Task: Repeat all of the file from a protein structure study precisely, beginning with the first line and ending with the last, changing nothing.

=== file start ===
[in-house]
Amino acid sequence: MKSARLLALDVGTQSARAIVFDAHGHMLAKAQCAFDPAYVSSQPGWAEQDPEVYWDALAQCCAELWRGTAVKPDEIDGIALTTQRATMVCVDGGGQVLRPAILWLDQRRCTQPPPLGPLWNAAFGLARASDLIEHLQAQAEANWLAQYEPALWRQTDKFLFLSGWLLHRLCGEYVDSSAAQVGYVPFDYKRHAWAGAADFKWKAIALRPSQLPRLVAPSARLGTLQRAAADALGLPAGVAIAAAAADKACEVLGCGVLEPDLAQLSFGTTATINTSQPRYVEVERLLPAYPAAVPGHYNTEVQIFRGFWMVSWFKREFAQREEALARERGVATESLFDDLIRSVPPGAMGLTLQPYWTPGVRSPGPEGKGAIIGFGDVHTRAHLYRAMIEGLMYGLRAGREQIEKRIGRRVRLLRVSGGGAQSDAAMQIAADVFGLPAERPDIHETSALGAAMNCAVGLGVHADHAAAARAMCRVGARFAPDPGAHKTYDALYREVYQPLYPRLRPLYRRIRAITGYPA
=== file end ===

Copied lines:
[in-house]
Amino acid sequence: MKSARLLALDVGTQSARAIVFDAHGHMLAKAQCAFDPAYVSSQPGWAEQDPEVYWDALAQCCAELWRGTAVKPDEIDGIALTTQRATMVCVDGGGQVLRPAILWLDQRRCTQPPPLGPLWNAAFGLARASDLIEHLQAQAEANWLAQYEPALWRQTDKFLFLSGWLLHRLCGEYVDSSAAQVGYVPFDYKRHAWAGAADFKWKAIALRPSQLPRLVAPSARLGTLQRAAADALGLPAGVAIAAAAADKACEVLGCGVLEPDLAQLSFGTTATINTSQPRYVEVERLLPAYPAAVPGHYNTEVQIFRGFWMVSWFKREFAQREEALARERGVATESLFDDLIRSVPPGAMGLTLQPYWTPGVRSPGPEGKGAIIGFGDVHTRAHLYRAMIEGLMYGLRAGREQIEKRIGRRVRLLRVSGGGAQSDAAMQIAADVFGLPAERPDIHETSALGAAMNCAVGLGVHADHAAAARAMCRVGARFAPDPGAHKTYDALYREVYQPLYPRLRPLYRRIRAITGYPA